We have all seen the viral videos of people running onto fields during sporting events. The moment their feet touch the grass they are pursued by a handful of security guards, which often leads to an epic chase and eventual smackdown. Nowadays, security at sporting events is taken very seriously to prevent any harm to the athletes or their spectators. So the question is – why was someone able to effortlessly walk up to the players during a Chelsea versus Juventus match on December 8th?
Chelsea forward and Australia Women’s National Team player, Sam Kerr, took matters into her own hands at Kingsmeadow in London as a man invaded the pitch. In the viral video, you can see the man walk onto the pitch with his phone out. Kerr then approaches him shoulder first, and the man drops to the ground. After the unexpected takedown, it appears security shuffles him off the pitch, but he walks off without being apprehended by security. The stadium filled with cheers as Kerr handled the situation so play could continue, but those cheers quickly turned to boos from the crowd as the referee decided Kerr deserved a yellow card for the incident.
It is concerning that this so-called “fan”, who wanted a picture with Chelsea team captain Magda Erikkson, was able to waltz onto the pitch without being detained by security. It has been further reported that he will not face any legal ramifications. Turns out that disorderly fan conduct at soccer matches does not apply to women’s competition in the UK. The Football (Offenses) Act of 1991 states…
“(1) In this Act, a ‘designated football match’ means an association football match designated, or of a description designated, for the purposes of this Act by order of the Secretary of State. Any such order shall be made by statutory instrument which shall be subject to annulment in pursuance of a resolution of either House of Parliament… 4. Going onto the playing area. It is an offence for a person at a designated football match to go onto the playing area, or any area adjacent to the playing area to which spectators are not generally admitted, without lawful authority or lawful excuse (which shall be for him to prove).” -legislation.gov.uk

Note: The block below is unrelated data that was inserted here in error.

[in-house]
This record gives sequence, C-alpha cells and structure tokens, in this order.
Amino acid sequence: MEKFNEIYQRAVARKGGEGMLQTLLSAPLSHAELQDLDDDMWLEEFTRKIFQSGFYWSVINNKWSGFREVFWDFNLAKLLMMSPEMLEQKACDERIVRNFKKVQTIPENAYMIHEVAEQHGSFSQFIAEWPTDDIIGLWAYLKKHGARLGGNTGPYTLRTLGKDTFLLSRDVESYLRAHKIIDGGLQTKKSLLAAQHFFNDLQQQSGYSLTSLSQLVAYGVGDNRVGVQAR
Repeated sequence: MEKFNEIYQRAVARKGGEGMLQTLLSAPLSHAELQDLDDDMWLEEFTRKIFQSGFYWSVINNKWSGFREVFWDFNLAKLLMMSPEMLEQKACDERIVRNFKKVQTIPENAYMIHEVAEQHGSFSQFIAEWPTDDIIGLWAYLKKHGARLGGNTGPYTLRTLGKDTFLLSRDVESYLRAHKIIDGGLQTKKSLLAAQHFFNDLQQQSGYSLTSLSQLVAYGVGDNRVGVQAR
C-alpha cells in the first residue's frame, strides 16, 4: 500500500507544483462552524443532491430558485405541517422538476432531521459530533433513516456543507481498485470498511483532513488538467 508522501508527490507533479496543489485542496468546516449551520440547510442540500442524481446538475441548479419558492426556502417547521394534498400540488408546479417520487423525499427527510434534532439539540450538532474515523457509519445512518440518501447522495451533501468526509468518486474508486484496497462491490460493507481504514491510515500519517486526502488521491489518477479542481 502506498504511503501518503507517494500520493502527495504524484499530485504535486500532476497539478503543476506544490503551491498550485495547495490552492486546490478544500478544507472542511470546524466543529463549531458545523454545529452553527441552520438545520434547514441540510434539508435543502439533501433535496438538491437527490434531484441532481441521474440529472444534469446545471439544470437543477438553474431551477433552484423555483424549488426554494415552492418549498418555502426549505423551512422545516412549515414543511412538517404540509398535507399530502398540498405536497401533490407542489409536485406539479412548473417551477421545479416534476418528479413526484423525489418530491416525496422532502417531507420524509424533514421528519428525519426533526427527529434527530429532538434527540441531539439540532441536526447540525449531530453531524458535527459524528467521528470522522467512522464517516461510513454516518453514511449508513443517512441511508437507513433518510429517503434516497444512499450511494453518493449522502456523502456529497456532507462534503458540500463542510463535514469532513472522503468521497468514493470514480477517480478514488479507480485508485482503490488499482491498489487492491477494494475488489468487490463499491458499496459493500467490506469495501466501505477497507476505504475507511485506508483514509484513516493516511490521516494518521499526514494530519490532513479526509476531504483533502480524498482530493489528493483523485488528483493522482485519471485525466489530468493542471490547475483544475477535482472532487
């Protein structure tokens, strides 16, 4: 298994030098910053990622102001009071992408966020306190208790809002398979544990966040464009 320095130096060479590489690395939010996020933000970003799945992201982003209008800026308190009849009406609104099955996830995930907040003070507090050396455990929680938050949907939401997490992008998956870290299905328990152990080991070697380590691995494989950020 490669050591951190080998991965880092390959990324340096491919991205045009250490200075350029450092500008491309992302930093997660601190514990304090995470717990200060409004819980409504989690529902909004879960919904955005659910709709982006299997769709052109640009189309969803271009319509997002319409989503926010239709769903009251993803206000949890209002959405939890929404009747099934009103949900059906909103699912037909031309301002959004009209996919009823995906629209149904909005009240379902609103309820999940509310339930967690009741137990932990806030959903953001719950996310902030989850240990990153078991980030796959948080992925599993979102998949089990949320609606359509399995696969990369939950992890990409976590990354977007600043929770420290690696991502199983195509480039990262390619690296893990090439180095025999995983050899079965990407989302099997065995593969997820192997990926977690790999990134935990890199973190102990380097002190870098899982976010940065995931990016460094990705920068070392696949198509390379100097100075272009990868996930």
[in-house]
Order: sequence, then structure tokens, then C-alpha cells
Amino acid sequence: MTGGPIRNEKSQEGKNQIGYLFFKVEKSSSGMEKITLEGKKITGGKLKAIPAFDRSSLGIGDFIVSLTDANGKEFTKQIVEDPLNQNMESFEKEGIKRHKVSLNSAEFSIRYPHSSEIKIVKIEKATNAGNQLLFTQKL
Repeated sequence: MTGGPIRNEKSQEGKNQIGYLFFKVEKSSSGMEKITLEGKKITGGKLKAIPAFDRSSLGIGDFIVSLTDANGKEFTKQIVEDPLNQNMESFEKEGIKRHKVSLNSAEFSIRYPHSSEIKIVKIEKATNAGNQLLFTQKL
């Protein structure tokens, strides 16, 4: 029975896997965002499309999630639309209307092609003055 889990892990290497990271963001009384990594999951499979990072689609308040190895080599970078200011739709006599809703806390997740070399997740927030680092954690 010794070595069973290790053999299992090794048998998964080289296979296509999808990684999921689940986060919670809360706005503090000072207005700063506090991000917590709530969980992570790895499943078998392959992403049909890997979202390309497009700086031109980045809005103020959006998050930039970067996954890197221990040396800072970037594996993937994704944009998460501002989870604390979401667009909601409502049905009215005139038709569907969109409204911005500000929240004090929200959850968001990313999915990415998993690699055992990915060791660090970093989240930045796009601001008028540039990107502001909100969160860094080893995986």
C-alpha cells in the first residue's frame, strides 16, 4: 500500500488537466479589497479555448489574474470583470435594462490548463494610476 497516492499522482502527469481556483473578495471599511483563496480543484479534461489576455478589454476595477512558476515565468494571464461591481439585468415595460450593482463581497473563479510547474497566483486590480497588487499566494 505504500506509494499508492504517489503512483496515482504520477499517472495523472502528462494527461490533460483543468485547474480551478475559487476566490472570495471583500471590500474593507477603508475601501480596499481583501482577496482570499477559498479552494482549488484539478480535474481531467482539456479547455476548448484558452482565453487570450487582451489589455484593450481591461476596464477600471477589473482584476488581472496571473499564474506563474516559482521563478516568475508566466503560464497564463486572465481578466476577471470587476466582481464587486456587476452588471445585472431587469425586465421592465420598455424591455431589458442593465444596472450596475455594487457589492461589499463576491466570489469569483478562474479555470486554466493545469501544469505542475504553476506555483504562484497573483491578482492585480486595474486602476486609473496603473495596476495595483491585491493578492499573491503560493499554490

The words to pay attention to here are “designated football match” which according to the provision enacted in 2004 only applies to, “which one or both teams represents a club which is a member of the English Football League, the Premier League, the Football Conference or the League of Wales, or represents a country or territory.” This crafty wording excludes the women’s leagues altogether, but the Women’s Champions League was founded in 2001, so why aren’t they included in the 2004 provision? This is a dangerous omission that allows stadiums like Kingsmeadow to not have ample security for women’s matches.
“3.—(1) The association football matches specified in paragraph (2) are hereby designated for the purposes of the Football (Offences) Act 1991.
(2) A designated match is an association football match in which one or both of the participating teams represents a club which is for the time being a member (whether a full or associate member) of the Football League, the Football Association Premier League, the Football Conference or the League of Wales, or represents a country or territory.” – legislation.gov.uk
Essentially, these women athletes are not protected in the same way their male counterparts are when participating in matches. It is extremely troubling that this absurdly outdated act was revised only about sixteen years ago with a women’s league established in the UK and lawmakers still decided to omit women from it. As the women’s game continues to grow around the world, the safety of these athletes’ needs to become a top priority.
Thank you, Sam Kerr, for bringing to light the still ever-present contradictions and discrimination surrounding women’s sports.